The U.S. objectives haven’t changed. Under the Trump administration, the U.S. has taken the position that North Korea should not be allowed to acquire an intercontinental ballistic missile capable of delivering a nuclear payload to the United States. Some senior officials have provided alternative takes on this red line, but the stance is basically unchanged: The administration wants to prevent a fully operational North Korean ICBM.
Unfortunately, the administration has few tools with which to achieve this. Diplomacy is unlikely to succeed in the short term for the reasons described above, and sanctions can’t wrest long-range missiles out of Kim’s hands.
The U.S. therefore continues to consider military options for striking North Korea. For the past several weeks, we’ve heard relatively little talk of U.S. preventive strikes from Cabinet officials. But such threats will probably resume in the spring, especially if North-South diplomacy collapses. Preventive strikes would not denuclearize North Korea and would probably spark a catastrophic conflict. But with no other way to avert an ICBM, the White House will continue to request military options from the Pentagon. And it will continue to hint at this preparation to try to intimidate North Korea.
The North Korean nuclear program proceeds apace. North Korea hasn’t tested a long-range missile or a nuclear weapon since this Olympic thaw. But that doesn’t mean it has halted its programs. On the eve of the games, a major North Korean military parade displayed its latest hardware. Its scientists are likely working as furiously as ever to improve its nuclear arsenal’s sophistication and to perfect an ICBM reentry vehicle.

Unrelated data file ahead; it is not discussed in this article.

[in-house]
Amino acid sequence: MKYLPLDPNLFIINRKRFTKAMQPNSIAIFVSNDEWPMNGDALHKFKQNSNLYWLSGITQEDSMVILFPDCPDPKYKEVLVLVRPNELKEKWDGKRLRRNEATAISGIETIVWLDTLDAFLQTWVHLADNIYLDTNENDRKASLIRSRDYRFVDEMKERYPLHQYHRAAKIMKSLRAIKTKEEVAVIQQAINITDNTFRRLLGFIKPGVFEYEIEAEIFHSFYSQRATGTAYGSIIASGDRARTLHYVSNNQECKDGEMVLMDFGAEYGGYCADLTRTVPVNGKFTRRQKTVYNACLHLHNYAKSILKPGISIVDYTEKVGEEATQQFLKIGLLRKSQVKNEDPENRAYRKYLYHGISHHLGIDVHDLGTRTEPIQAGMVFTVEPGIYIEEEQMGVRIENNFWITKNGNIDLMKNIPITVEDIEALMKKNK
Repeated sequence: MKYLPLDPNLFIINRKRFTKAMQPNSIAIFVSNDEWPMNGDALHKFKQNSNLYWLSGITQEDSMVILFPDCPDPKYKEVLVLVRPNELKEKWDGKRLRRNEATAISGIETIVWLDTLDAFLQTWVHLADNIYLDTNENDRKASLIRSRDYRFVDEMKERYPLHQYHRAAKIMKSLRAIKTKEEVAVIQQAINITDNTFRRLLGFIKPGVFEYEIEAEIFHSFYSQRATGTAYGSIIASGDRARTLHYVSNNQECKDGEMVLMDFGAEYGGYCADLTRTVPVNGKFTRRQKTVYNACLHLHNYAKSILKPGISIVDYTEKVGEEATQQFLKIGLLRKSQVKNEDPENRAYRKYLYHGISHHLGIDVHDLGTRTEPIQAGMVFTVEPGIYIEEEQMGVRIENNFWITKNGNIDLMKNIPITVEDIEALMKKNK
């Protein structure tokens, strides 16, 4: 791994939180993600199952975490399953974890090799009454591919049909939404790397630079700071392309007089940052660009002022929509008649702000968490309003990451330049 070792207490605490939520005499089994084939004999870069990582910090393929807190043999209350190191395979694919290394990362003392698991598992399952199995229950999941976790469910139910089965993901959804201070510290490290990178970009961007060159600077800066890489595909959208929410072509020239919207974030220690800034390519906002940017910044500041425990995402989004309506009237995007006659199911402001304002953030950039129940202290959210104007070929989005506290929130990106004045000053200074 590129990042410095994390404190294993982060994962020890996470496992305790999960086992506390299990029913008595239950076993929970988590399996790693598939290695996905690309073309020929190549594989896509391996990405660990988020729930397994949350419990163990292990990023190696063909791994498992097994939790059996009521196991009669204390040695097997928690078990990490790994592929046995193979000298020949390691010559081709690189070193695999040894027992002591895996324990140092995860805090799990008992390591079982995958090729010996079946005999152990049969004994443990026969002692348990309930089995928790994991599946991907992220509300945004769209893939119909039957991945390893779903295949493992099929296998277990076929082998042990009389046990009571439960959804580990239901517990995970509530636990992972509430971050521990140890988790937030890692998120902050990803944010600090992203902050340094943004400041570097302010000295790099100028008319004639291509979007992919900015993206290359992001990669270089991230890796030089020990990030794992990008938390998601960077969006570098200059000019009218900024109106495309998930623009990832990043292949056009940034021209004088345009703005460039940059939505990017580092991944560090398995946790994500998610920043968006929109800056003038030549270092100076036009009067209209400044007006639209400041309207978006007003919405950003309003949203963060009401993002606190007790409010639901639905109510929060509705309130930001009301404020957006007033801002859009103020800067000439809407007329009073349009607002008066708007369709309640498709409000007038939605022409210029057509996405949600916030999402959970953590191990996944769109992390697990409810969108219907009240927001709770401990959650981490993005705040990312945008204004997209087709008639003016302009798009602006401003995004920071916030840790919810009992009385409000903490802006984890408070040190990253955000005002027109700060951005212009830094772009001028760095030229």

Olympics diplomacy has bought Pyongyang time and space to continue these activities with less international scrutiny. But that hasn’t weakened its interest in having a reliable nuclear arsenal. If U.S. officials continue to send signals that they believe they have a “window of opportunity” in which to strike North Korea and prevent its ability to threaten the United States, Pyongyang will want to rush to complete its programs. It will need another test — or several — to accomplish this. That all but assures U.S. ire.
The Olympics offered a reprieve in North Korea tensions. That hints at what diplomacy could produce if all parties shared approaches and objectives: A pause in North Korean testing in exchange for modified U.S.-South Korea exercises and space and time for multilateral diplomacy.
But because inter-Korean diplomacy has moved ahead of nuclear diplomacy, because there has been no real progress between Pyongyang and Washington, and because the U.S. and North Korean positions remain locked in opposition, this Olympic pause will be transitory. Let’s hope it is not broken by fire and fury.
Mira Rapp-Hooper is a senior research scholar at the Paul Tsai China Center at Yale Law School and an adjunct senior fellow at the Center for a New American Security.